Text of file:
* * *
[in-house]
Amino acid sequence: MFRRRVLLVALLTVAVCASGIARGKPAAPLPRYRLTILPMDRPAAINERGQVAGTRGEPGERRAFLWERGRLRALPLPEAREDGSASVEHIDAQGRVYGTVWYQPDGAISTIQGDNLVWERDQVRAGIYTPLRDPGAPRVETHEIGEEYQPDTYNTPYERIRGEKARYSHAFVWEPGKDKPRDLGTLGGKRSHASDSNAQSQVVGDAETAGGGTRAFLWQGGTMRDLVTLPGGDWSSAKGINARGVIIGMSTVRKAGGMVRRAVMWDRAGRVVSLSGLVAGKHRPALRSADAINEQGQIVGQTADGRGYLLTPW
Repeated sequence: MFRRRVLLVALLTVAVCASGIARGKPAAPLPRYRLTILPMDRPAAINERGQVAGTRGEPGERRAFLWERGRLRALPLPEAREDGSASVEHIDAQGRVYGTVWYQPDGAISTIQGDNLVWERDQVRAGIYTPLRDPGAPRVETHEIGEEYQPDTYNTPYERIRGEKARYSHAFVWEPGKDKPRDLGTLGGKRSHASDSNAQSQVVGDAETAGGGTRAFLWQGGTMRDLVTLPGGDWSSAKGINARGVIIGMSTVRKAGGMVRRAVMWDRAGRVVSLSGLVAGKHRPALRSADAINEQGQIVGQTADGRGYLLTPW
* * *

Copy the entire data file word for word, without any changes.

[in-house]
Amino acid sequence: MFRRRVLLVALLTVAVCASGIARGKPAAPLPRYRLTILPMDRPAAINERGQVAGTRGEPGERRAFLWERGRLRALPLPEAREDGSASVEHIDAQGRVYGTVWYQPDGAISTIQGDNLVWERDQVRAGIYTPLRDPGAPRVETHEIGEEYQPDTYNTPYERIRGEKARYSHAFVWEPGKDKPRDLGTLGGKRSHASDSNAQSQVVGDAETAGGGTRAFLWQGGTMRDLVTLPGGDWSSAKGINARGVIIGMSTVRKAGGMVRRAVMWDRAGRVVSLSGLVAGKHRPALRSADAINEQGQIVGQTADGRGYLLTPW
Repeated sequence: MFRRRVLLVALLTVAVCASGIARGKPAAPLPRYRLTILPMDRPAAINERGQVAGTRGEPGERRAFLWERGRLRALPLPEAREDGSASVEHIDAQGRVYGTVWYQPDGAISTIQGDNLVWERDQVRAGIYTPLRDPGAPRVETHEIGEEYQPDTYNTPYERIRGEKARYSHAFVWEPGKDKPRDLGTLGGKRSHASDSNAQSQVVGDAETAGGGTRAFLWQGGTMRDLVTLPGGDWSSAKGINARGVIIGMSTVRKAGGMVRRAVMWDRAGRVVSLSGLVAGKHRPALRSADAINEQGQIVGQTADGRGYLLTPW